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  1. #1
    Member mr.tickle's Avatar
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    M48A Cracked Stock

    As some of you may remember I posted a few months back about accuracy issues with my m48a. I ended up selling that rifle. I then purchased a "hand select model" from SOG in late March. Today i finally got around to cleaning the gun and much to my horror I noticed The stock had a crack. As far as cracks go it isnt too bad. It does not go to the end of the stock. I was wondering what everyone thought would be a good way to fix it? A few brass pins, glue, ACRAGLAS from Brownells, a combination of the above, get my money back, or just leave it be?


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    Quote Originally Posted by mr.tickle View Post
    good way to fix it
    Clean the cracks with alcohol to remove as much oil as possible and let dry. I give mine a squirt with the air hose to speed drying time and blow out any crud that may have found it's way into the crack. Next, fill the crack with crazy glue until it won't absorb anymore and let cure for several hours. Then carefully scrape off any excess with a utility knife blade, blend with steel wool and rub with BLOicon. Here's a few stocks I've repaired using this method. Pretty hard to see where the crack was afterward unless the light hits it just so. The carbine stock repair was done probably 4-5 years ago, the garand and mauser are recent. Others may suggest different methods but the crazy glue trick has worked well for me.
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    Contributing Member WarPig1976's Avatar
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    I know what I'd do, but I can't give my secrets away, I'm charging for this kind of work now.
    I will say it would involve wood glue, syringes, wood dowels and if necessary vacuum.

    Jebus VH,,,,Super Glue????

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    Quote Originally Posted by WarPig1976 View Post
    Jebus VH,,,,Super Glue
    Not super glue. Crazy Glue. There's a difference. If it's strong enough to glue the two ends of a cable together and tow a pick-up surely it'll hold a little 'ole gunstock together. Ain't you never seen them commercials on TV?

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    Contributing Member Aragorn243's Avatar
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    I use gorilla glue. Kind of neat because you wash out the crack with water and then glue it. Must have water for it to work properly. It expands into the crack on its own and bonds extremely hard and is sandable and blends in nice.

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    Contributing Member CINDERS's Avatar
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    You know the strength of these crazy glues, supa-glues and gorilla glues its a damn wonder we even bother welding anything together anymore just glue it!!!!

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    Member mr.tickle's Avatar
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    Quote Originally Posted by CINDERS View Post
    You know the strength of these crazy glues, supa-glues and gorilla glues its a damn wonder we even bother welding anything together anymore just glue it!!!!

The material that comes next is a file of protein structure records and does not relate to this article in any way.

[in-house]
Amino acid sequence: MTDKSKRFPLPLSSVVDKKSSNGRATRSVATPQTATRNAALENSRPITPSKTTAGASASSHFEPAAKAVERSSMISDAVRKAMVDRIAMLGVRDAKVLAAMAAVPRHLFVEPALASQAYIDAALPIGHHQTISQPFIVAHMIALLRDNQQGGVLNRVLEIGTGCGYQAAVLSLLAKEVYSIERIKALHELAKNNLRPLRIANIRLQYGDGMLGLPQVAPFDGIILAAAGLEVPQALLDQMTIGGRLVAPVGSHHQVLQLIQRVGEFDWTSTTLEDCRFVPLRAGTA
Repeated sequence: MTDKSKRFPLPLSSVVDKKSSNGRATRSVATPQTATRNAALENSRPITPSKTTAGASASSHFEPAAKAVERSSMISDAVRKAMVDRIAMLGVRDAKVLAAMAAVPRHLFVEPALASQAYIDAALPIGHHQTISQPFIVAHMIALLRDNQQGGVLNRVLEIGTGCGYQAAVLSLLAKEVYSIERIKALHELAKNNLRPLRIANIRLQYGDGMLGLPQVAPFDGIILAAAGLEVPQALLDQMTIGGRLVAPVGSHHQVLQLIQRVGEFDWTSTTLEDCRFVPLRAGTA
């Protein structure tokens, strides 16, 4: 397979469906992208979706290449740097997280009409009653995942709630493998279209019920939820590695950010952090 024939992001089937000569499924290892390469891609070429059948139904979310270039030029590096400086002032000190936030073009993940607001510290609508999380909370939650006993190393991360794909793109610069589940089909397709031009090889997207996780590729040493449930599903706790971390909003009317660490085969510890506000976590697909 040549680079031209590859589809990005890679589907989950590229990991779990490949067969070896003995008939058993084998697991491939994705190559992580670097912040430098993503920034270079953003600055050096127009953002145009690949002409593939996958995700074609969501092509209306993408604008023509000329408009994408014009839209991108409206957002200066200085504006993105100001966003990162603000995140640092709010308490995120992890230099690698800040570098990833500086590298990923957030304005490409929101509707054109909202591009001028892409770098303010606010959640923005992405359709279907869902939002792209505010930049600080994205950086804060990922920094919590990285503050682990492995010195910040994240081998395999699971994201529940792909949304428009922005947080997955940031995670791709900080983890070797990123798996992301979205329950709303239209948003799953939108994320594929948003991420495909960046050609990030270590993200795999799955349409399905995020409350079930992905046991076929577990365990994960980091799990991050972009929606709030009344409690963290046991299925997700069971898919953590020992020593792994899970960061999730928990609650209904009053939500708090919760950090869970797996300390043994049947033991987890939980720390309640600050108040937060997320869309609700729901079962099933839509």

I know it! What a glorious age we live in! lol

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    Really Senior Member cipherk98's Avatar
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    Unfortunately I no longer have the data, or it's not where it's easily accessible, but we did some tests of various adhesives using two paint stirrers as the substrate then put them in a tensile testing machine in a class. In almost every case the paint stick tore apart before the adhesive failed, though one notable odd failure was E6000 stretching apart at very low pressures and generally being a nightmare to test. Wish I could recall when the wood typically failed, but the test indicated that the wood failed in tension while the adhesive, which I recall would have been in shear where things typically fail and is a lower number, held. The main issue I'd worry about is how much the glue expands/contracts relative to the substrate which isn't reflected in that test and what is critical for a good repair... that would have been a fun one.

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    Really Senior Member oldfoneguy's Avatar
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    If I spent the extra money on hand select and a rifle with a cracked stock showed up it would have been returned so fast it would have been a blur. Now if this rifle is everything you've ever dreamed about in an M48 and you really want to keep it there are many methods to repairing a crack. To me it would be a matter of principal having spent the extra money. I know it's not much dollar wise but did you spend it just to have the next one on the pile thrown into a box or did you spend it to have the rifle inspected before it was shipped? If your still inclined to repair the stock yourself check thru the index in the following link. There are hundreds of stock problems that have been repaired showing methods, materials, time and experience required to make the repairs. Don't just stop at the first page, odds are there will be your exact problem and it's solution in there. - Bill - Surplusrifle Forum View forum - Stock Care and Replacement Stocks

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    Member mr.tickle's Avatar
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    I am not sure I could send it back. I went ahead and cleaned the cosmolineicon off of it.

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